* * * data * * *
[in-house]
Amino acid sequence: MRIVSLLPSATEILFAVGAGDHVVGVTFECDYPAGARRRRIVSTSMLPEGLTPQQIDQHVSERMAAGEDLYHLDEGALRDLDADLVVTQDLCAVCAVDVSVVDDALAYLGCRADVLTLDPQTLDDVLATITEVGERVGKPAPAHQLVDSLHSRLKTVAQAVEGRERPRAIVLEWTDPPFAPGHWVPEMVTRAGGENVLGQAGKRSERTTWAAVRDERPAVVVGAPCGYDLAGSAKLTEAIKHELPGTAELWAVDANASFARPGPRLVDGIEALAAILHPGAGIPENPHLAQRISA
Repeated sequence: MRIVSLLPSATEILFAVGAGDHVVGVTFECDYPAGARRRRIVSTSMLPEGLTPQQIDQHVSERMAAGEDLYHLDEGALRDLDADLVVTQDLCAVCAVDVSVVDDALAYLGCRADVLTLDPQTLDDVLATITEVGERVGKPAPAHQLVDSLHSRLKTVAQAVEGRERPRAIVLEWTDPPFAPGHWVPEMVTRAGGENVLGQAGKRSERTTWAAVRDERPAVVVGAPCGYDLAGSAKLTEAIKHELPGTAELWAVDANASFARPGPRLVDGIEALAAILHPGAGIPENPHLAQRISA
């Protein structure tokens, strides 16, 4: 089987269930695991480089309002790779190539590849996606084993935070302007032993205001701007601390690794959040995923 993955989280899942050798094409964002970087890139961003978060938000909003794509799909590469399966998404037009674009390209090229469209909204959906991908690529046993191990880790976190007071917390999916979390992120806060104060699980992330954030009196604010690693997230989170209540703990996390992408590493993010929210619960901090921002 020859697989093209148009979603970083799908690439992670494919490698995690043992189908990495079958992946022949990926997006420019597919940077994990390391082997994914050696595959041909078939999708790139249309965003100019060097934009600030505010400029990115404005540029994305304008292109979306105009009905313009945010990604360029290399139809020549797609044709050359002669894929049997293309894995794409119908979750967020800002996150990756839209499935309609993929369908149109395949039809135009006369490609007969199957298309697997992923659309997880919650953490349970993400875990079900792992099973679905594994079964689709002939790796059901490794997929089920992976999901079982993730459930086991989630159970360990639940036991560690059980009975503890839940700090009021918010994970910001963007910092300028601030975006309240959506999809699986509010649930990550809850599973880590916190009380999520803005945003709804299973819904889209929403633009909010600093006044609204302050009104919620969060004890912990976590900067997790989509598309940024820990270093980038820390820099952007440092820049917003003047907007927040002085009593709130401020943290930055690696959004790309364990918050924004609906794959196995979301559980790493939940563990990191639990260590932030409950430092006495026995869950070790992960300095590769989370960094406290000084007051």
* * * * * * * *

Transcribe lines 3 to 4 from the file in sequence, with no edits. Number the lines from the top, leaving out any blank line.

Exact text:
Repeated sequence: MRIVSLLPSATEILFAVGAGDHVVGVTFECDYPAGARRRRIVSTSMLPEGLTPQQIDQHVSERMAAGEDLYHLDEGALRDLDADLVVTQDLCAVCAVDVSVVDDALAYLGCRADVLTLDPQTLDDVLATITEVGERVGKPAPAHQLVDSLHSRLKTVAQAVEGRERPRAIVLEWTDPPFAPGHWVPEMVTRAGGENVLGQAGKRSERTTWAAVRDERPAVVVGAPCGYDLAGSAKLTEAIKHELPGTAELWAVDANASFARPGPRLVDGIEALAAILHPGAGIPENPHLAQRISA
């Protein structure tokens, strides 16, 4: 089987269930695991480089309002790779190539590849996606084993935070302007032993205001701007601390690794959040995923 993955989280899942050798094409964002970087890139961003978060938000909003794509799909590469399966998404037009674009390209090229469209909204959906991908690529046993191990880790976190007071917390999916979390992120806060104060699980992330954030009196604010690693997230989170209540703990996390992408590493993010929210619960901090921002 020859697989093209148009979603970083799908690439992670494919490698995690043992189908990495079958992946022949990926997006420019597919940077994990390391082997994914050696595959041909078939999708790139249309965003100019060097934009600030505010400029990115404005540029994305304008292109979306105009009905313009945010990604360029290399139809020549797609044709050359002669894929049997293309894995794409119908979750967020800002996150990756839209499935309609993929369908149109395949039809135009006369490609007969199957298309697997992923659309997880919650953490349970993400875990079900792992099973679905594994079964689709002939790796059901490794997929089920992976999901079982993730459930086991989630159970360990639940036991560690059980009975503890839940700090009021918010994970910001963007910092300028601030975006309240959506999809699986509010649930990550809850599973880590916190009380999520803005945003709804299973819904889209929403633009909010600093006044609204302050009104919620969060004890912990976590900067997790989509598309940024820990270093980038820390820099952007440092820049917003003047907007927040002085009593709130401020943290930055690696959004790309364990918050924004609906794959196995979301559980790493939940563990990191639990260590932030409950430092006495026995869950070790992960300095590769989370960094406290000084007051």